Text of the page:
Archive for the ‘K-8 Science Education’ Category

Junk Drawer Science

Junk Drawer Science is a new science curriculum company started by teachers with great resources for teachers.

Welcome to Junk Drawer Science: a result of years of frustration with the out-of-touch, and often-out-of date resources that have been available to us as teachers. We believe that it is time for a revolution in science education. The textbook should be relegated to its proper place. It should be a resource and no longer the focal point of our science classes!

Our mission is to provide engaging materials that stimulate learning in your students. We believe that science should not be expensive, and that the simplest lessons are often the most profound.

At the moment, they have three products available for purchase: a book full of great activities for middle and high school life science classes, a guide to using interactive notebooks in science class, and the game they created called “The Game of Evolution”.

I happen to teach with the Junk Drawer Science owners and can guarantee that their products are worth every penny. They have worked hard to develop curriculum and lesson tools that are effective in the classroom as well as easy to implement on a low (to non-existent) budget.

I guess that makes this a shameless plug: all in the name of providing the world with great teaching resources!

Unfortunately, they will not be at the NSTA conference in San Francisco, so for now, you will have to check them out online.

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My First Prezi

There have been many things going on lately, most of which I’m halfway through blogging about – I promise they’re coming soon!

Anyways, I’m so excited to announce I just finished my first Prezi. Check it out here: http://prezi.com/ejc0vugrqdc_/heat-transfer-basics-pos/

It was so incredibly easy – even faster than Power Point! And much more engaging…I’m interested to see how my 9th graders react!

First Week of School Science Activities

Since it takes awhile to get all of the administrative things out of the way in the first week of school, I am planning on focusing on mostly Nature of Science type activities. The following are some of the things I’m most excited about:

Science Is – Students brainstorm their own lists of things that Science Is and Science Is Not. Then a large list is generated and students sort words on a t-chart into what they believe science is and isn’t. We did this activity using construction paper and glue sticks to make colorful Science Is Charts!

Tower Building – Students work together to build the tallest tower of cups they can without speaking. The second time, students are allowed to talk. This encourages students to think about the importance of communication in science.

Which Is Better? – As a student guided scientific method activity, we split the students into two groups. One had to analyze which bouncey ball is better and the other which bubble wand is better. The students defined their own definition for “better” and their procedure. Afterward, they listed their steps and quickly realized they used the scientific method without realizing it!

Letter Writing – Students wrote themselves a letter setting goals for themselves for the school year. I will return their letters at the end of the semester or the end of the year.

Lab Safety – For lab safety day, we handed out the Flinn Safety Contract and students wrote short skits demonstrating 5 safe lab techniques and 5 safety violations.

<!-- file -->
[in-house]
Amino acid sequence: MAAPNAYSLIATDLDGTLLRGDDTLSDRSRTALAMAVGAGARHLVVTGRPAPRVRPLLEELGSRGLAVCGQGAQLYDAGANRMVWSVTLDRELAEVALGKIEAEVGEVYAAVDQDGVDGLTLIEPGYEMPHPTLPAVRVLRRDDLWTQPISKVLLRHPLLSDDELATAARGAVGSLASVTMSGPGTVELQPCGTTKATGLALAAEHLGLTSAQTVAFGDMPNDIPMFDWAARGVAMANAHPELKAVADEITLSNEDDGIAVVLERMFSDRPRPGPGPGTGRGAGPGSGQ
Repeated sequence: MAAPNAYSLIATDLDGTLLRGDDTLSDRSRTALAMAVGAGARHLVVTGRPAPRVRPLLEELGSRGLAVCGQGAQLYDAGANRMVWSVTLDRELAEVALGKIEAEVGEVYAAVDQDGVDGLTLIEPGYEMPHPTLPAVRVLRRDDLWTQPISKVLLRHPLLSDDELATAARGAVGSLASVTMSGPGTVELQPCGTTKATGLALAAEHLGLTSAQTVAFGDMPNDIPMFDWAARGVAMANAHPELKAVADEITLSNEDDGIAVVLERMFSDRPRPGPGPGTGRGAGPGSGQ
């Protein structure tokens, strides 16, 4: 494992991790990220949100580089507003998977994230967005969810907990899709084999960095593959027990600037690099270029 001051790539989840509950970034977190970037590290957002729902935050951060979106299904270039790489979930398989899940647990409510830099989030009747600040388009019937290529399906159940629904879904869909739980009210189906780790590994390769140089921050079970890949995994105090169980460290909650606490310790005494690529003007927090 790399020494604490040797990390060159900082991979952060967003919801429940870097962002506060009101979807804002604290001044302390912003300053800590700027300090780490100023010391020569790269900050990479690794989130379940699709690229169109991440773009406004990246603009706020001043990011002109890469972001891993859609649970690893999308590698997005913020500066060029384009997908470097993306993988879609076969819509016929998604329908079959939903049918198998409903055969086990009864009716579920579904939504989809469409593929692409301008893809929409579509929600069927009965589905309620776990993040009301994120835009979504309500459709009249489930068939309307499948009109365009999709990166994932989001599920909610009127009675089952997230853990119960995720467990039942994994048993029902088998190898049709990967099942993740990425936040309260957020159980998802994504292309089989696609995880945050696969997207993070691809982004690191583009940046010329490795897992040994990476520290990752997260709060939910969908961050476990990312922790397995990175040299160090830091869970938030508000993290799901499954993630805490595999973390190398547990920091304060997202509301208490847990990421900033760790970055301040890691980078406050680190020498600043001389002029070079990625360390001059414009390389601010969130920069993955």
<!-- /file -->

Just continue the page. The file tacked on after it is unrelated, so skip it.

Wiki-Teacher

Wiki-Teacher is a fabulous resource for all teachers, regardless of content area. It was actually started by my district, but has more users from outside of Nevada than not!

One of the great things about Wiki-Teacher is that it has lesson plans and ideas as well as videos to give you some ideas of how to implement certain strategies.

There’s not much else I can say since even just a little time exploring will get you hooked!

Online Engineering Resources for Kids

My dad – a Civil Engineer by trade – was participating in a middle school career fair the other day and wanted some input on his presentation. He did a great job of giving kids exposure to all the different types of engineering.

I was particularly impressed by the American Civil Engineers Society page for kids, parents, and teachers! There are fabulous resources and games for all ages about the opportunities associated with becoming an engineer.

Check it out!

Photo Wall

One of the things I want to incorporate into my classroom is a photo wall of science. It will include pictures from myself, my students, and any other contributor of pictures of what science means to us. I have had quite a few opportunities to take some pictures for it over the last few weeks between driving across country and settling in Las Vegas, so I wanted to share some with you:

A GM Factory in the MidWest

Mesas in southern Utah

GPS technology brought us safely 2700 miles away from home and found us food and cheap gas!

Spring gardens at the Bellagio

With the generators at the Hoover Dam - my happy place!

The Michael O'Callahan-Pat Tillman Bridge (to be finished November 2010)

I think using a photo wall will be a great way to initiate conversations about the Nature of Science and perhaps some debates over what science is!

Digestive System Monologues

We finished up the Digestive System by having students write monologues as if they were a part of the digestive tract (accessory organs such as the liver, gall bladder, kidneys, etc. included). Here’s the finished product:

Students presented their monologues in groups of two or three (there are two classes worth on monologues posted) and wrote them on colored paper for the bulletin board. This would be a great activity for any age group. With homeschoolers, you could even have each child write a monologue for each part – a great way to reinforce the content!